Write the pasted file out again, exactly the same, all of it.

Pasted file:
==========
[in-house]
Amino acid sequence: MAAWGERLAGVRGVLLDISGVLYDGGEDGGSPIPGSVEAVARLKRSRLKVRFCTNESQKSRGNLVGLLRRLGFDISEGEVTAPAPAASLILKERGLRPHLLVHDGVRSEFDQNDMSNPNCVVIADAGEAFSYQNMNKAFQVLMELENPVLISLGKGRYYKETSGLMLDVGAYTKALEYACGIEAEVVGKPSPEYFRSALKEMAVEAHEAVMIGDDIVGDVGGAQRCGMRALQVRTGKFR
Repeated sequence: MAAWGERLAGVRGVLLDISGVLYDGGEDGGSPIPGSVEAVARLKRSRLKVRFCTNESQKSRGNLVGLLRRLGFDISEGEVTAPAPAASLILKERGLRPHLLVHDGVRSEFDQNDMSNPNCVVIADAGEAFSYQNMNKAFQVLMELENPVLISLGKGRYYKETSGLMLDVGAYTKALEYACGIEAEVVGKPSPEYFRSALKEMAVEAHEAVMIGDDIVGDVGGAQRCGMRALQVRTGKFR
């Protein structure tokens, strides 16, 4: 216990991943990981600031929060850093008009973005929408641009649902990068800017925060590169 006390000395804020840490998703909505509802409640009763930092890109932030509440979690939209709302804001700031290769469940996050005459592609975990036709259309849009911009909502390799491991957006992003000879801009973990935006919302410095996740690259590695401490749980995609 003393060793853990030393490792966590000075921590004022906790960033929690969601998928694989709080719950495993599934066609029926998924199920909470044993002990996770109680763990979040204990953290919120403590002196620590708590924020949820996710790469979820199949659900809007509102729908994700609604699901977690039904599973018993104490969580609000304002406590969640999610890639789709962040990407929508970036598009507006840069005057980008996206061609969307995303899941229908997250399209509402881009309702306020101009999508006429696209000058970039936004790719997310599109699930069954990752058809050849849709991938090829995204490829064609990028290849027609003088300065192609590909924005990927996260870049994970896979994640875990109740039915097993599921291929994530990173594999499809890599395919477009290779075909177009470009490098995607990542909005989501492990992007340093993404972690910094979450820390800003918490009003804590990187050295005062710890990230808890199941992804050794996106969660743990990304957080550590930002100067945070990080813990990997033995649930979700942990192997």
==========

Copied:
[in-house]
Amino acid sequence: MAAWGERLAGVRGVLLDISGVLYDGGEDGGSPIPGSVEAVARLKRSRLKVRFCTNESQKSRGNLVGLLRRLGFDISEGEVTAPAPAASLILKERGLRPHLLVHDGVRSEFDQNDMSNPNCVVIADAGEAFSYQNMNKAFQVLMELENPVLISLGKGRYYKETSGLMLDVGAYTKALEYACGIEAEVVGKPSPEYFRSALKEMAVEAHEAVMIGDDIVGDVGGAQRCGMRALQVRTGKFR
Repeated sequence: MAAWGERLAGVRGVLLDISGVLYDGGEDGGSPIPGSVEAVARLKRSRLKVRFCTNESQKSRGNLVGLLRRLGFDISEGEVTAPAPAASLILKERGLRPHLLVHDGVRSEFDQNDMSNPNCVVIADAGEAFSYQNMNKAFQVLMELENPVLISLGKGRYYKETSGLMLDVGAYTKALEYACGIEAEVVGKPSPEYFRSALKEMAVEAHEAVMIGDDIVGDVGGAQRCGMRALQVRTGKFR
């Protein structure tokens, strides 16, 4: 216990991943990981600031929060850093008009973005929408641009649902990068800017925060590169 006390000395804020840490998703909505509802409640009763930092890109932030509440979690939209709302804001700031290769469940996050005459592609975990036709259309849009911009909502390799491991957006992003000879801009973990935006919302410095996740690259590695401490749980995609 003393060793853990030393490792966590000075921590004022906790960033929690969601998928694989709080719950495993599934066609029926998924199920909470044993002990996770109680763990979040204990953290919120403590002196620590708590924020949820996710790469979820199949659900809007509102729908994700609604699901977690039904599973018993104490969580609000304002406590969640999610890639789709962040990407929508970036598009507006840069005057980008996206061609969307995303899941229908997250399209509402881009309702306020101009999508006429696209000058970039936004790719997310599109699930069954990752058809050849849709991938090829995204490829064609990028290849027609003088300065192609590909924005990927996260870049994970896979994640875990109740039915097993599921291929994530990173594999499809890599395919477009290779075909177009470009490098995607990542909005989501492990992007340093993404972690910094979450820390800003918490009003804590990187050295005062710890990230808890199941992804050794996106969660743990990304957080550590930002100067945070990080813990990997033995649930979700942990192997």